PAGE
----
Invasive species are non-native species that have established populations in regions beyond which they evolved . These species, ranging from plants to mammals to infectious organisms, can cause considerable economic damage and ecological damage in the regions that they invade . Aquatic invasive species (AIS) are of particular interest because they can easily spread once they have entered a new aquatic ecosystem. These species can be transported either intentionally (e.g. fish stocking) or unintentionally (e.g. ballast water) through various vectors of introduction . To get a better idea of the basics of invasive species, have a look at the video below.
A brief introduction to invasive species.
There has been a documented connection between international trade, economic growth, and the number of invasive species introduced worldwide . (See figure 1 below.) Numerous trade agreements have facilitated international trade (e.g. NAFTA, GATT) and although the intention wasn’t there, they have effectively provided an avenue for the transportation of invasive species around the world. Through international trade and globalization, the earth has become irrevocably interconnected, and as such, it becomes difficult to approach the problem of invasive species at the national level considering it can be such a transboundary problem . Several attempts around the world have successfully and unsuccessfully created and implemented numerous regulations to improve the invasive species situation, but there is still a lack of overall agreement or harmonization between countries .
The following quote demonstrates our current inability to deal with this issue:
“Unfortunately, scientific knowledge and institutional mechanisms are currently insufficient to effectively, predict, prevent, or mitigate the impacts of invasive species […].” .
So how do we deal with this issue? In an ideal world, transboundary environmental impact assessment (TEIA) would provide an excellent framework upon which to prevent species invasions and therefore their impact. This could be that scientific and institutional solution we’ve all been searching for. Keep in mind the use of the word “ideal”. Although the harmonization process has been slow going because of a reluctance to adopt international standards, some multinational collaborations provide hope for the future, such as the OSPAR Commission. Prediction and mitigation of impacts are central to the process of EIA . A TEIA process should be required for major vectors of transportation of invasive species, including transoceanic shipping, aquaculture, and fish stocking, but also especially for those that involve the deliberate moving of species. Predicting the impacts of invasive species can be a complex task , but from the perspective of the precautionary principle, it is best to not take a chance and therefore focus on prevention. Following a TEIA process would be an excellent start to an ongoing debate on how to prevent further species invasions and minimize their impacts, and would provide a replicable process for many countries to follow in the future.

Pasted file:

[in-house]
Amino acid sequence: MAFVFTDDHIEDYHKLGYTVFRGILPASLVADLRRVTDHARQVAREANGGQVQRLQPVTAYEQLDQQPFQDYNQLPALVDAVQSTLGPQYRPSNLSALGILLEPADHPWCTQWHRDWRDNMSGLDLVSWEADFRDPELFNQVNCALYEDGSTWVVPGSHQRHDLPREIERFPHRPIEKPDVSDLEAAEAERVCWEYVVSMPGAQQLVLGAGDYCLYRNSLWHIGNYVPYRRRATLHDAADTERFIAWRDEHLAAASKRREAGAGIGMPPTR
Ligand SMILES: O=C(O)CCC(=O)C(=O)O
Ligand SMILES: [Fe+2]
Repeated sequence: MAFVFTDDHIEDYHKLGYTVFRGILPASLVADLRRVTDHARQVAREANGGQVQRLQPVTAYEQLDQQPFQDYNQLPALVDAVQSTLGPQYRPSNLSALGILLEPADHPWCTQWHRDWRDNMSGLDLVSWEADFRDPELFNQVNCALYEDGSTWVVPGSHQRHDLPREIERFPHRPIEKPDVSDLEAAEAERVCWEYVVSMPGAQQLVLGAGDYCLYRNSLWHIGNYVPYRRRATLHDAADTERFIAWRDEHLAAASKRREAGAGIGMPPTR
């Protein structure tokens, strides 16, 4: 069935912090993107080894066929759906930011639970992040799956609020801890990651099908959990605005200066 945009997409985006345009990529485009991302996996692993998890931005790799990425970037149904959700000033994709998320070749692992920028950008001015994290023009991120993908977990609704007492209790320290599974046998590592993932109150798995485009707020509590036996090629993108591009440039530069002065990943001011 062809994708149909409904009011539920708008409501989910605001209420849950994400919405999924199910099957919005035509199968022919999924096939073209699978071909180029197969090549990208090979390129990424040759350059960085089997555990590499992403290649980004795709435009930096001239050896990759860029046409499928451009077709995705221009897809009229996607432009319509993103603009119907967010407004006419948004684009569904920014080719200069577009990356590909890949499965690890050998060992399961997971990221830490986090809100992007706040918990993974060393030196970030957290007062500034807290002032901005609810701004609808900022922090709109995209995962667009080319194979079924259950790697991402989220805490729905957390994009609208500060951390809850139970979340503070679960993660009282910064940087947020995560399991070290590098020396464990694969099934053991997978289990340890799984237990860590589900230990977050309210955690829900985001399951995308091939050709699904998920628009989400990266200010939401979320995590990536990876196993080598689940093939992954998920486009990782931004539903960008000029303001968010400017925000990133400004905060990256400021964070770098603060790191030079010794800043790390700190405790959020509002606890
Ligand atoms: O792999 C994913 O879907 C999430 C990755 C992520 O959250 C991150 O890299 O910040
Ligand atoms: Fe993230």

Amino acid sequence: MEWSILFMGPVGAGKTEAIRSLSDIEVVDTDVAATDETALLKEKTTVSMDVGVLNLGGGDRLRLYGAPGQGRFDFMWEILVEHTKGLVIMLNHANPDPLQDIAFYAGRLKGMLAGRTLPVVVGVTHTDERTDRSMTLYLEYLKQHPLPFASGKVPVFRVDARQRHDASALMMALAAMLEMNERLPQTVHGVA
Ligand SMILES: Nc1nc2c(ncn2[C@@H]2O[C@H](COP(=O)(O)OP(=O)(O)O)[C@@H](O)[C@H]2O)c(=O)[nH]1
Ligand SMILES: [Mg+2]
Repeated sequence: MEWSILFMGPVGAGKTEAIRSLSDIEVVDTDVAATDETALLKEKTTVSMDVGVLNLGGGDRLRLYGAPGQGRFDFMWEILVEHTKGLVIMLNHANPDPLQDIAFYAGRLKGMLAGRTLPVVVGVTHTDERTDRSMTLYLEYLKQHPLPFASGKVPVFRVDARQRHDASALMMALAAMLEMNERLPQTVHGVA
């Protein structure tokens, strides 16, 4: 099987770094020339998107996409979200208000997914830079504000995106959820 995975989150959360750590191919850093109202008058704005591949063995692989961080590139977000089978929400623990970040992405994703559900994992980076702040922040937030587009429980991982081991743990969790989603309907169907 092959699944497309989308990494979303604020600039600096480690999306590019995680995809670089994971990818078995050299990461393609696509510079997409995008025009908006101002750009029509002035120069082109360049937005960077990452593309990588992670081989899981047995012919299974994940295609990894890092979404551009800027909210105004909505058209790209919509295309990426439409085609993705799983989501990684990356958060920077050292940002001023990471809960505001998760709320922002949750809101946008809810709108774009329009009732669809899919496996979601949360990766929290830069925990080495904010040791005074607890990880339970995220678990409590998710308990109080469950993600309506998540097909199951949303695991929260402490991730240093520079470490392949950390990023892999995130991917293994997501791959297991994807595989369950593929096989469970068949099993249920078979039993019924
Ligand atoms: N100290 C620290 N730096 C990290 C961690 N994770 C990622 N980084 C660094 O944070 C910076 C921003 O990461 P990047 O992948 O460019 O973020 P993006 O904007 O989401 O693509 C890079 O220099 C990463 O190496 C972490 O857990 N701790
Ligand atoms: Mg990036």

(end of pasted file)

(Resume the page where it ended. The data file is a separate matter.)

Burgiel, S., G. Foote, M. Orellana, A. Perrault. (2006). “Invasive species and trade: integrating prevention measures and international trade rules.” Retrieved October 14th, 2012 from http://www.pijac.org/_documents/4_-_invasive_alien_species_and_trade_-_burgiel_foote_doc.pdf.
 Pimental, D., R. Zuniga, and D. Morrison. (2005). “Update on the environmental and economic costs associated with alien-invasive species in the United States.” Ecological Economics 52(3): 273-288.
 Holeck, K.T., E.L. Mills, H.J. MacIsaac, M.R. Dochoda, R.I. Colautti, and A. Ricciardi. (2004). “Bridging troubled waters: Biological invasions, transoceanic shipping, and the Laurentian Great Lakes.” BioScience 54(10): 919-929.
 Tweedie, J. (2006). “Transboundary environmental impact assessment under the North American Free Trade Agreement.” Washington and Lee Law Review 63(2): 850-909.
 Noble, B.F. (2010). “Introduction to Environmental Assessment: A guide to Principles and Practice. Second Edition.” Oxford University Press: 274p.